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Alien chemistry of the Hypatia stone revealed

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pallidin

Fascinating! Good read.

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seanjo

That's an old piece of rock and the interstellar asteroid transiting our Solar system shows it could have come from thousands if not millions of light years away.

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bison

The object has a very peculiar mineral composition, including elemental aluminum, not a compound, and a deficiency of silica. It appears that our ideas about the uniformity and contents of the nebula that formed our solar system are somewhat incorrect. Either that, or parts of this meteorite arrived from interstellar space.

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keithisco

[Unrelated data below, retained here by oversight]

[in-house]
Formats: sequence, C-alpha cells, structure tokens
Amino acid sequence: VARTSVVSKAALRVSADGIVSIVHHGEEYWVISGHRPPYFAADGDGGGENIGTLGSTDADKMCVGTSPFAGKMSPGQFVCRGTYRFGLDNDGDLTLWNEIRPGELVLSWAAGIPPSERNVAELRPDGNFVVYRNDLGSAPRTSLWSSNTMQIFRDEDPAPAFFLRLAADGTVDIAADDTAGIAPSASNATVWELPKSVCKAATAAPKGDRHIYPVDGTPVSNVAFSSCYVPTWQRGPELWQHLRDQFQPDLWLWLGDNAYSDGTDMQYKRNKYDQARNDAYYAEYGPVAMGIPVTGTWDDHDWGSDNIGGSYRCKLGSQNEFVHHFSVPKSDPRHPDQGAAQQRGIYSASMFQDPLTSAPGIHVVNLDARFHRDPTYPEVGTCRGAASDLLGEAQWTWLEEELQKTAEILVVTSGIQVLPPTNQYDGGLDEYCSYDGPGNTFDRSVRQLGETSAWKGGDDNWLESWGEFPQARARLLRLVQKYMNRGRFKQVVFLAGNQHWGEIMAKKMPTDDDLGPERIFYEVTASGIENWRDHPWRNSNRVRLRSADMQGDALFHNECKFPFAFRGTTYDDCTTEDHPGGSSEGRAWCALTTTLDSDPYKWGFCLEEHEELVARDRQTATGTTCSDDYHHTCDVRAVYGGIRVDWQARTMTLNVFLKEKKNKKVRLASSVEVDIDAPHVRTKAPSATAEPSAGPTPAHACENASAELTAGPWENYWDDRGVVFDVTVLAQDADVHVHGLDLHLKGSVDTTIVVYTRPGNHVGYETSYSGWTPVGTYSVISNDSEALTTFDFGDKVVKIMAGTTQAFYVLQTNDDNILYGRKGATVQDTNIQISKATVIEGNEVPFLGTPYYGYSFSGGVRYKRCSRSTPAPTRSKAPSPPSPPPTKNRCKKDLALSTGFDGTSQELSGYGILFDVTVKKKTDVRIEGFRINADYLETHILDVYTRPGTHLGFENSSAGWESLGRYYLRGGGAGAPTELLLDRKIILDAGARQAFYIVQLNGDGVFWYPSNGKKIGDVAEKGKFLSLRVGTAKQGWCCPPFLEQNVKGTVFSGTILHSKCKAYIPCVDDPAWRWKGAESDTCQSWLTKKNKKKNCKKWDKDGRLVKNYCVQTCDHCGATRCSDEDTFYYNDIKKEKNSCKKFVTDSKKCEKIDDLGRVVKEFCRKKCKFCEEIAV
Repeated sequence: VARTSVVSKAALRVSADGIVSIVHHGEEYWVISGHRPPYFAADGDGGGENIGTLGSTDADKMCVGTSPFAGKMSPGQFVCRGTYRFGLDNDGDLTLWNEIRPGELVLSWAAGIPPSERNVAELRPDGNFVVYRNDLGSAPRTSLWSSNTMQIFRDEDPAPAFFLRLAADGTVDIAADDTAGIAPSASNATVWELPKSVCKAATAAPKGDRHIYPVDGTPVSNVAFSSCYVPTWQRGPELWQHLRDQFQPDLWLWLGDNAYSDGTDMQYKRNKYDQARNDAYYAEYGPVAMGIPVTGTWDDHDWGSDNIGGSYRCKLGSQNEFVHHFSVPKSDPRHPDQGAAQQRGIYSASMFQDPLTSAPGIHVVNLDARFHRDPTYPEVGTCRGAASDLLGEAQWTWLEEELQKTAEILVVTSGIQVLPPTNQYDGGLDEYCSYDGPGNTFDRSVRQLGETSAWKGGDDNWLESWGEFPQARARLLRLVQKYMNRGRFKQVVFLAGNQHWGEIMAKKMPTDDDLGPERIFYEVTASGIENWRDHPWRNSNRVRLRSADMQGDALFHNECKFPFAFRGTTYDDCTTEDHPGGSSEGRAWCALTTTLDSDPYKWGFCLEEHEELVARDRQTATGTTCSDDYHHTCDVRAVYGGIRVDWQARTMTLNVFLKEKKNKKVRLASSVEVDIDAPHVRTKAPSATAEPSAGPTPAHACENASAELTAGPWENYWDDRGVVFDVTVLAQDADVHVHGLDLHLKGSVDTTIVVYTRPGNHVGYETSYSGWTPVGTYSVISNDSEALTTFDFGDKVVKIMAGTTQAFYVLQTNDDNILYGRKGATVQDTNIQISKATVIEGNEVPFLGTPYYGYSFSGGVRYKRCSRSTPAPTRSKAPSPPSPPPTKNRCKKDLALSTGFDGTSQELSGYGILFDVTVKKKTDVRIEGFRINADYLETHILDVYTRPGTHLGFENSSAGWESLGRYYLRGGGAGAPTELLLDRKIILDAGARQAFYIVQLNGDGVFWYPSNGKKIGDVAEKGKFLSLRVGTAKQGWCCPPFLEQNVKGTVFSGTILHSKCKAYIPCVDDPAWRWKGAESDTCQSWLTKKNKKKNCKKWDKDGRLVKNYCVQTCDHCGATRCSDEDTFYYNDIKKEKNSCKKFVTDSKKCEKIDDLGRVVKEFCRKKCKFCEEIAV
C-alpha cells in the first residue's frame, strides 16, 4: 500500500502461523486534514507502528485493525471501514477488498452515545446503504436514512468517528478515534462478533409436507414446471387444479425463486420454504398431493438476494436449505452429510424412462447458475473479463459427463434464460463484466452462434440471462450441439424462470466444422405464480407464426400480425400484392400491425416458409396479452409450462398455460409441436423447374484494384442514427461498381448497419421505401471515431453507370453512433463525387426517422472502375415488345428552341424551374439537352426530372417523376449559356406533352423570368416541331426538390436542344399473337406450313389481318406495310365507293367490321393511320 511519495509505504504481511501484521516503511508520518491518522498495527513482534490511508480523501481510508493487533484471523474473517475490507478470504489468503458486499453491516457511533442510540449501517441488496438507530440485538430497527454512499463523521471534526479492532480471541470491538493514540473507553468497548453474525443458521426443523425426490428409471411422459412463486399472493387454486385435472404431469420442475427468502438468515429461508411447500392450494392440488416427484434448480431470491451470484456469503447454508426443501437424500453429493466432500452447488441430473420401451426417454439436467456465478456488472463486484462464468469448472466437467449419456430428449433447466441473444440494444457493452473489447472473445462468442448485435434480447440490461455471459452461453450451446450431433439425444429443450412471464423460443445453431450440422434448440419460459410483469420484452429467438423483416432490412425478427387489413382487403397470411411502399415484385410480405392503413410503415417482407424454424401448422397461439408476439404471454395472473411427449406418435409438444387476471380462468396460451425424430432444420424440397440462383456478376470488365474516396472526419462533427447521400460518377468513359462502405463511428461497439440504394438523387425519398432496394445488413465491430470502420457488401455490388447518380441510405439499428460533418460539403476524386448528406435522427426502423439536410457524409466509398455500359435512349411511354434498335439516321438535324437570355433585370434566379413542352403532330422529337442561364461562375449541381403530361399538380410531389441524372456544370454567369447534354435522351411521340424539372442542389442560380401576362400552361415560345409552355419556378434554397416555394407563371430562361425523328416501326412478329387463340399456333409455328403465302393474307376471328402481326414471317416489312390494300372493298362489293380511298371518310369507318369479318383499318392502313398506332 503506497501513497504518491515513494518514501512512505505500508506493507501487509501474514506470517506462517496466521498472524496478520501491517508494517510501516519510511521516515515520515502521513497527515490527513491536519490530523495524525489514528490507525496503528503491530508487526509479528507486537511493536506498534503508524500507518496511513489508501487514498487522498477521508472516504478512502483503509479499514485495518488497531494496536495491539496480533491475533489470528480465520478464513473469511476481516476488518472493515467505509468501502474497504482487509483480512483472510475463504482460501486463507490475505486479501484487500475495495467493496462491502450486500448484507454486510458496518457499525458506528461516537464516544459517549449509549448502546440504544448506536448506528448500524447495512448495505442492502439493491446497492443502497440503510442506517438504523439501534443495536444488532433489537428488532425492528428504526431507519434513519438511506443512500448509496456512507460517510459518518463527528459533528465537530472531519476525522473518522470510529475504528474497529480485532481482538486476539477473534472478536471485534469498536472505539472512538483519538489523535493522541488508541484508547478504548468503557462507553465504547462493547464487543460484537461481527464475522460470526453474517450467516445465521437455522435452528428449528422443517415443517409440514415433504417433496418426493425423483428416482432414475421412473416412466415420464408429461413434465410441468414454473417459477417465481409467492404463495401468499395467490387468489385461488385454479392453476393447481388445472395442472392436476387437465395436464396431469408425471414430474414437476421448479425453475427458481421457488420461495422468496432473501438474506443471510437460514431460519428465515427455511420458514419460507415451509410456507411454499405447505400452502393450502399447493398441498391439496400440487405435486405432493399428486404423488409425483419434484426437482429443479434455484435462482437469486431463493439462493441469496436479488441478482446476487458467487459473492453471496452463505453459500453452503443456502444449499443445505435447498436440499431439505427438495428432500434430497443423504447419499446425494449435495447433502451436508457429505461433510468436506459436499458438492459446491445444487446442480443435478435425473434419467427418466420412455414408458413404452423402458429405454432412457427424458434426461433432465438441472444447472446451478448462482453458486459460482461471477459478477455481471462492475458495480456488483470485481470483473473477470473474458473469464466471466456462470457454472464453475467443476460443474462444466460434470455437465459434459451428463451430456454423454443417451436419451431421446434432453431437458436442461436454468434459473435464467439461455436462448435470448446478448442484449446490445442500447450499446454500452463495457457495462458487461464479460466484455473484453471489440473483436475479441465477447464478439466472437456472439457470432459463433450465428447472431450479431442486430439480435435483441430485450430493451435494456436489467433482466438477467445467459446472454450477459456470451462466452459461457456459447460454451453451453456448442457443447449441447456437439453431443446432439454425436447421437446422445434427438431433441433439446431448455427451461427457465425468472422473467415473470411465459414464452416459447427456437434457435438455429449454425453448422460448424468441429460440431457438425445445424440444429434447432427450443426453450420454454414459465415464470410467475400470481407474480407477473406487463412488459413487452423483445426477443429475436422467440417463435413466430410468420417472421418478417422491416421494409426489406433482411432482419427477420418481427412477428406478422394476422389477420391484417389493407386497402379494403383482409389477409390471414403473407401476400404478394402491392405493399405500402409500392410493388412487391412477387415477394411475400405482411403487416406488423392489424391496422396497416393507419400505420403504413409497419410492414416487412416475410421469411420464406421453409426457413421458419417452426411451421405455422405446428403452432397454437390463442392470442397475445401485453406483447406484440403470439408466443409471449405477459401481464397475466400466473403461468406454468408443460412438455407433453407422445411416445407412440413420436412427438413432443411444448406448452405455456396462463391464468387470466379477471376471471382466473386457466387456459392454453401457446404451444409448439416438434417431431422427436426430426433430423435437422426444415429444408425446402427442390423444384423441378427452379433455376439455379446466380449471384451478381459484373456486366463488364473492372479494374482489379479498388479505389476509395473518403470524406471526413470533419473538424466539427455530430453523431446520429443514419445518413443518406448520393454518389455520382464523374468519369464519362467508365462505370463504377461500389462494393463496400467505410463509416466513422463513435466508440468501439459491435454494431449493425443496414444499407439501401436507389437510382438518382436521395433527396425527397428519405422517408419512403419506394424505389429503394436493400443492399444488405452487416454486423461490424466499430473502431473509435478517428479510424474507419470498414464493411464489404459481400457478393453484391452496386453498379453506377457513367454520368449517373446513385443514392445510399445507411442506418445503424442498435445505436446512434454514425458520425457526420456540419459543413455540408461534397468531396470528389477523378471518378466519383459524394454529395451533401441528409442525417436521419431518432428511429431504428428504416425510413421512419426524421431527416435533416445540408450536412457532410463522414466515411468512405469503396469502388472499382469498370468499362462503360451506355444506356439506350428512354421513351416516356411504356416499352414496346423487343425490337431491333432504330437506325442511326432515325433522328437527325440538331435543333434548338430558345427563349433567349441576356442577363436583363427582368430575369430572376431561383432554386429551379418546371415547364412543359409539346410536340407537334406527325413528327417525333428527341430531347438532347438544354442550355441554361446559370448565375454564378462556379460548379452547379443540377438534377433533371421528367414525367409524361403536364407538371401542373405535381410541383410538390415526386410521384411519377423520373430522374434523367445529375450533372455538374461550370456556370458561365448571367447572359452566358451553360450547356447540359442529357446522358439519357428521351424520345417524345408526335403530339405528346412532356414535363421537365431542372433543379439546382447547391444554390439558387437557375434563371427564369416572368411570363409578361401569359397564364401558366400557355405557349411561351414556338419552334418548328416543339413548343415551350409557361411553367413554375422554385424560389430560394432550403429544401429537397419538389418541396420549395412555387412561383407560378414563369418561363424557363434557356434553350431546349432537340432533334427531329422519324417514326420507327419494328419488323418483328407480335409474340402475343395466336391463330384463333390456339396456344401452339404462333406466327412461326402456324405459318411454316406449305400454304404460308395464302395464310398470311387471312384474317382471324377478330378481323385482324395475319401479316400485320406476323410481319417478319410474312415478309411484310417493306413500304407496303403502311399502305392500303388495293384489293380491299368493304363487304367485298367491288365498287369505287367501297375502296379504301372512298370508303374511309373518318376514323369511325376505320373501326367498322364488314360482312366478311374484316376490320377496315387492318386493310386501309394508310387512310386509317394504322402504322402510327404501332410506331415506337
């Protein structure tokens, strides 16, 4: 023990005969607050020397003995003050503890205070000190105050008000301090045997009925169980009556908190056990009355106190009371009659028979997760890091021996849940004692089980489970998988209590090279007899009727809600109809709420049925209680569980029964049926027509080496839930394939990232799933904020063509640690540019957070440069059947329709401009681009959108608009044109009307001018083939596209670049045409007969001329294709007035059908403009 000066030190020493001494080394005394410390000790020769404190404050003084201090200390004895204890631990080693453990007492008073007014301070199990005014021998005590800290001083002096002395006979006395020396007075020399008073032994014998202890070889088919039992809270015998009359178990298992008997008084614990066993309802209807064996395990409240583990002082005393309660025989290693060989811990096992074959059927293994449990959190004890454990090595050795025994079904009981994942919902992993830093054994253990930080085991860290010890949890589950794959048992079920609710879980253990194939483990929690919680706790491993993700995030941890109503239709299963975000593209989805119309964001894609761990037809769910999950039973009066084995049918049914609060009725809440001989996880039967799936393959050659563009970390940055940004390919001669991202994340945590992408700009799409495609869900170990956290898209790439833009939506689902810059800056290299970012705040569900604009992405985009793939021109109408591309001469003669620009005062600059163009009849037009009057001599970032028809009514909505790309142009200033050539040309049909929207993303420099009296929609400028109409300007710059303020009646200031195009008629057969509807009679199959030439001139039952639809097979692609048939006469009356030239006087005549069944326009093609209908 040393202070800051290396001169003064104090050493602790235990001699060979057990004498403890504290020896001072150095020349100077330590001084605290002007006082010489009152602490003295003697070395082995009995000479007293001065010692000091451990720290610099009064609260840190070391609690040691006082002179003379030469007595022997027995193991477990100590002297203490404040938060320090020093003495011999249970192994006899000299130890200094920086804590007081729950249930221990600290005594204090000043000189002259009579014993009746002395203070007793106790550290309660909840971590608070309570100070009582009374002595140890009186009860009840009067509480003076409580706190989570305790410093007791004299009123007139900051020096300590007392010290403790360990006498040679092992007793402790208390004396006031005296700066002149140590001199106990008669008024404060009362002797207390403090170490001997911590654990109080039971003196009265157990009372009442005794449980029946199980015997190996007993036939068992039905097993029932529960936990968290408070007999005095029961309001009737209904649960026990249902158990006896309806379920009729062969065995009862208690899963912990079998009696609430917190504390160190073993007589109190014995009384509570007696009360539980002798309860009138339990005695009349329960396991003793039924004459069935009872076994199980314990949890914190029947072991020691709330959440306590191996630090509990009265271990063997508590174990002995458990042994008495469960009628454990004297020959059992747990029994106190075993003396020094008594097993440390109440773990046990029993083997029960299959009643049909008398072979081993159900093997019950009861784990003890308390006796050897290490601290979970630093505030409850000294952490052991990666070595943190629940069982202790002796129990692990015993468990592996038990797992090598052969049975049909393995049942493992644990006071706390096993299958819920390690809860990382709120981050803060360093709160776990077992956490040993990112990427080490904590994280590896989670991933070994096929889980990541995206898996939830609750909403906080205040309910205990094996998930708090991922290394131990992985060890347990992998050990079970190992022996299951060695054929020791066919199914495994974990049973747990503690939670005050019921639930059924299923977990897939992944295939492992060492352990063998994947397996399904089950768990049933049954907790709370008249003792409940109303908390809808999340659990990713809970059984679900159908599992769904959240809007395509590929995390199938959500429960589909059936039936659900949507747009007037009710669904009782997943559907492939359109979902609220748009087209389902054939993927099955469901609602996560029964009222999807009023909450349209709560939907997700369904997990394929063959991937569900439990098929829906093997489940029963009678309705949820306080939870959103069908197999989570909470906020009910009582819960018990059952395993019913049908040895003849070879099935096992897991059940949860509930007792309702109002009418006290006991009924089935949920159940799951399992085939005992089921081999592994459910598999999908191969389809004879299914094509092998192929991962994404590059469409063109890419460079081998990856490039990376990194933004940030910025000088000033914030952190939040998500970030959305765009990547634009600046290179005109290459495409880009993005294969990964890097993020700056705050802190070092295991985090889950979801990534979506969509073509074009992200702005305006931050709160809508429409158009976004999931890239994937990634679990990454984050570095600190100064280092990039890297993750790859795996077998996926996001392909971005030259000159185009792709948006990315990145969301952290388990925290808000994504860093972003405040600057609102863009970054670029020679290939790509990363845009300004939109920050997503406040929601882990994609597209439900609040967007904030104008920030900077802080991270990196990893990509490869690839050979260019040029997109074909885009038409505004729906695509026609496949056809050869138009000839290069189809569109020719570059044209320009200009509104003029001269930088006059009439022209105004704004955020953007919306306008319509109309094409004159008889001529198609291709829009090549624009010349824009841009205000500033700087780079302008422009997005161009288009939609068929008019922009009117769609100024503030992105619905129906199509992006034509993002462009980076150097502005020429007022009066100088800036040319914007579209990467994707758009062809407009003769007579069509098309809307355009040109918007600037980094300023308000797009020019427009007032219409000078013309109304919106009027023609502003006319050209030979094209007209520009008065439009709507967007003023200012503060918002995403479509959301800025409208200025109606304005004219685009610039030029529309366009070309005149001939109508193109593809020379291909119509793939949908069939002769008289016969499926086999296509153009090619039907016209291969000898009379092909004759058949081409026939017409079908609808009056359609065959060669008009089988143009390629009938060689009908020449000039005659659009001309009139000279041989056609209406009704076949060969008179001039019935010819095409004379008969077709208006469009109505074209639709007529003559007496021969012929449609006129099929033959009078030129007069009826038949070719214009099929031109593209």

Elemental Aluminium does exist (very rarely) in the Earth's crust.

It might be a stretch to say that it must be of interstellar origin because we are far from understanding all of the geologic forces and genesis of elements in our own Solar System. 

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bison

Yes, proto-solar-system origin is a possibility, but then we should be seeing more elemental aluminum, and the other odd chemistry, both on Earth and in meteorites.  That's unless the nebula that created our solar system was oddly segregated chemically, which is contrary to what we thought we knew about it.   

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Beetle

1) The Hypatia stone was discovered in 1966, not 2013.

2) Ponder this:

Pure aluminum= spacecraft hull
Silver iodine phosphide: used in making semiconductors
Large amounts of carbon: life forms?
 

Hypothesis: Could be remnants of a crashed alien spaceship.

 

 

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bison

Welcome to the forum, Beetle!  Elemental aluminum is very rare in nature. It's limited to low oxygen environments, like certain volcanoes, and  cold seeps from the ocean floor. The conditions therein keep it from combining with oxygen. Could elemental aluminum have come  from the nebula that became our solar system? I don't know, but the sorts of places it was found on Earth don't seem likely to have existed in the nebula.  

Edited by bison
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